(DALLAS) -- An ongoing outbreak of severe weather has brought reports of at least 13 tornadoes from Texas to Mississippi Saturday into Sunday -- and the threat will continue throughout the morning.
At least three people have died, including two children who were crushed inside a car in Angelina County, Texas.
One person died overnight in Monroe County, Mississippi, as a reported tornado ripped through Hamilton, about 45 miles northeast of the campus of Mississippi State University. In Alto, Texas, 25 people attending a field day were transported to a local hospital with injuries. More than 150,000 customers were without power across five states -- Texas, Missouri, Mississippi, Alabama and Louisiana -- on Sunday morning.
The two children, a 3-year-old and 8-year-old, were both pronounced dead at the scene in Lufkin, Texas, when a tree fell on the car they were sitting in Saturday afternoon.
Tornado watches were still in effect Sunday morning in the South, including parts of Florida, Alabama and Tennessee. A line of intense storms was moving through this area Sunday morning with rotation being detected in some of the more intense cells. The tornado watches in this region go through the morning hours.
North of the ongoing severe weather, there is heavy rain, including thunderstorms, in parts of the Midwest from Illinois to Ohio. Colder air wrapping around the system is bringing a little bit of rain and snow to parts of Missouri and Arkansas. There is also some wet snow across parts if northern Illinois and Indiana.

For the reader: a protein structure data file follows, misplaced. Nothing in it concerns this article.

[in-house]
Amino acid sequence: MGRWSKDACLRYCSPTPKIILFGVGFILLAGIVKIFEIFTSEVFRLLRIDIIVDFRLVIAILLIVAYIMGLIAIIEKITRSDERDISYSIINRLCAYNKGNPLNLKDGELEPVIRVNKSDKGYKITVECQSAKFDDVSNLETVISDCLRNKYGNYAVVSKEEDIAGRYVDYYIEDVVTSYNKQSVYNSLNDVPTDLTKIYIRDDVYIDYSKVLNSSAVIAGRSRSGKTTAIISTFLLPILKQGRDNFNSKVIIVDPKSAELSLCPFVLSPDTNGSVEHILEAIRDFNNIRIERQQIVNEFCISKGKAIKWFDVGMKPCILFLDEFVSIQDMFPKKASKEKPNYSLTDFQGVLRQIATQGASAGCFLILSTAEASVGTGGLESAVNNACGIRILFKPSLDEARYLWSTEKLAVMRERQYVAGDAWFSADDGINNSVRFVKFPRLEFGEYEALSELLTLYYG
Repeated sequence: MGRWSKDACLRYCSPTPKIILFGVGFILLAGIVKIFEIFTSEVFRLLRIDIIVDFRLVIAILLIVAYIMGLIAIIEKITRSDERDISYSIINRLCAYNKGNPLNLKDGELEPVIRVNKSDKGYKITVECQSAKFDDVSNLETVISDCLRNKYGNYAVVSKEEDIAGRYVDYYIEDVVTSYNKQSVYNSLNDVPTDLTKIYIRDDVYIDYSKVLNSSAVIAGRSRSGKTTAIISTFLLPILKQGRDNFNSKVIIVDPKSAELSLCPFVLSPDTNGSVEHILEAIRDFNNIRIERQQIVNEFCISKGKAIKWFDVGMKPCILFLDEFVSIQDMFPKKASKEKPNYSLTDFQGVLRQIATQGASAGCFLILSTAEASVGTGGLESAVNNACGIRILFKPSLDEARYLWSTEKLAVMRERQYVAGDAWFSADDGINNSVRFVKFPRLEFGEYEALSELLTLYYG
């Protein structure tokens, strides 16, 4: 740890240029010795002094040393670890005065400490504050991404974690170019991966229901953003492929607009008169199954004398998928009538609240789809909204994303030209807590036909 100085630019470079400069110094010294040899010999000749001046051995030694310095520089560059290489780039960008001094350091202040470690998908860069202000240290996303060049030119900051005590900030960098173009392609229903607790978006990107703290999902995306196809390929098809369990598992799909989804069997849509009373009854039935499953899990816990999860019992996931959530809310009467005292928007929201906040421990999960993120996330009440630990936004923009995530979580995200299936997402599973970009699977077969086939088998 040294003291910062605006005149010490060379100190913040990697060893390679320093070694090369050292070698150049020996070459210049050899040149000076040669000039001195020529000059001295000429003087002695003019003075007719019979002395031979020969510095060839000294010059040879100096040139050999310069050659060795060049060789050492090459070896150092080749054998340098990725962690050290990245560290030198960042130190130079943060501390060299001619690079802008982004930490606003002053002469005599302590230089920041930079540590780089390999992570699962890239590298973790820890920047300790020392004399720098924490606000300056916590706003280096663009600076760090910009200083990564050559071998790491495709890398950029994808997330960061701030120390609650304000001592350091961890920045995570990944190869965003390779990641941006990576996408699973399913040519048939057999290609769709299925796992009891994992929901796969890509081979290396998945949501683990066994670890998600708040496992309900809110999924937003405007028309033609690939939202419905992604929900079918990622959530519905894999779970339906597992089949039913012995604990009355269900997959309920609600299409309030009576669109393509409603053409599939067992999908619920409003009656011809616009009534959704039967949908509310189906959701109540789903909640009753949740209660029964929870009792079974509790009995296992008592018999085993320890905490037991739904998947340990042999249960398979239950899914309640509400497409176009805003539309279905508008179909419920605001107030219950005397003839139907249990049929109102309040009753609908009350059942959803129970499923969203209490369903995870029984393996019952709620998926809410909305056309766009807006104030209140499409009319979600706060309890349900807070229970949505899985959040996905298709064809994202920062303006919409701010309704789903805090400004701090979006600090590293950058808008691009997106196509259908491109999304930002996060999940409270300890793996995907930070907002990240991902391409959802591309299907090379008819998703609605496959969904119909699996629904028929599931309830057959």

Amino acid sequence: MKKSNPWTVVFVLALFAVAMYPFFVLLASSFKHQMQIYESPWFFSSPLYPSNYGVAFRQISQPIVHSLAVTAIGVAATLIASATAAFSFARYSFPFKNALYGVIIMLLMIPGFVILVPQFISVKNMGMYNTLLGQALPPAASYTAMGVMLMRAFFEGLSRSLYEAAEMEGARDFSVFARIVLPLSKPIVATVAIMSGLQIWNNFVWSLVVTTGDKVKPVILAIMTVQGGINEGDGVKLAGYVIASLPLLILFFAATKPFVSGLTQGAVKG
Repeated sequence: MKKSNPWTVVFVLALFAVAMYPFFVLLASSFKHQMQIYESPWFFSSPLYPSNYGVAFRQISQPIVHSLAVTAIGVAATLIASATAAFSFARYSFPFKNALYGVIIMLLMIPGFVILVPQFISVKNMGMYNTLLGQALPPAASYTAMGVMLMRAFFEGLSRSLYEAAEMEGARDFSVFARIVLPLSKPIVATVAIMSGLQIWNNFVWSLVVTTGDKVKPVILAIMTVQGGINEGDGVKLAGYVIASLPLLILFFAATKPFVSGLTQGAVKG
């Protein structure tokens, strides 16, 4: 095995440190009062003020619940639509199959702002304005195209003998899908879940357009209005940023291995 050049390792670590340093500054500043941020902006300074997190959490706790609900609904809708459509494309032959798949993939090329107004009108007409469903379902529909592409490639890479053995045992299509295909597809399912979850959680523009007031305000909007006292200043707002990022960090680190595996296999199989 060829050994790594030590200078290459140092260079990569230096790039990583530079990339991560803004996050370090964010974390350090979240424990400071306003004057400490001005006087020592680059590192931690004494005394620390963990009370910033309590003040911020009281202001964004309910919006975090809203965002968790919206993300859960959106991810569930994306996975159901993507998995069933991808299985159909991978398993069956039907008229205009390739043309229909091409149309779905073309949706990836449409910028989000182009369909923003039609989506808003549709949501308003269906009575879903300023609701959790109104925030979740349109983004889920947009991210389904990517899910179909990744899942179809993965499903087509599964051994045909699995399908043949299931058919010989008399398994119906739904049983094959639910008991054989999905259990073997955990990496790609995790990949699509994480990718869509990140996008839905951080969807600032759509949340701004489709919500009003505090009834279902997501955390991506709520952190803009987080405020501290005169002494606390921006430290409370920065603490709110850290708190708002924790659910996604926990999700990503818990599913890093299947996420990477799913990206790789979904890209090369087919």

The severe threat Sunday encompasses a huge region from Florida to New York, including many major metropolitan areas like New York City, Philadelphia, Washington, D.C., Charlotte, Pittsburgh and Atlanta. Over 80 million Americans are at risk for severe weather.
As the storm moves north and east on Sunday, a cold front in the South will sustain the threat for severe weather through the morning hours. Numerous severe thunderstorms, with possibly damaging winds, large hail and brief tornadoes, are possible in parts of the Southeast from Florida to Tennessee.
Scattered severe storms will also form through parts of the Midwest and Mid-Atlantic. In the Northeast, areas that receive some daytime heating -- mainly around the Washington, D.C., and Baltimore area -- are at risk for severe thunderstorm development Sunday. Isolated severe weather could move into parts of Pennsylvania and New Jersey, as well.
Despite the loss of daytime heating, the storms will reinvigorate overnight over the Appalachian Mountains. The Northeast, including Philadelphia and New York, will see severe thunderstorms develop through the region late at night. There is a risk for damaging winds and isolated brief tornadoes during the overnight hours into early Monday.
The storms will be on top of parts of the Interstate 95 corridor during the Monday morning rush hour. In addition to possible severe storm activity, localized flash flooding is possible.
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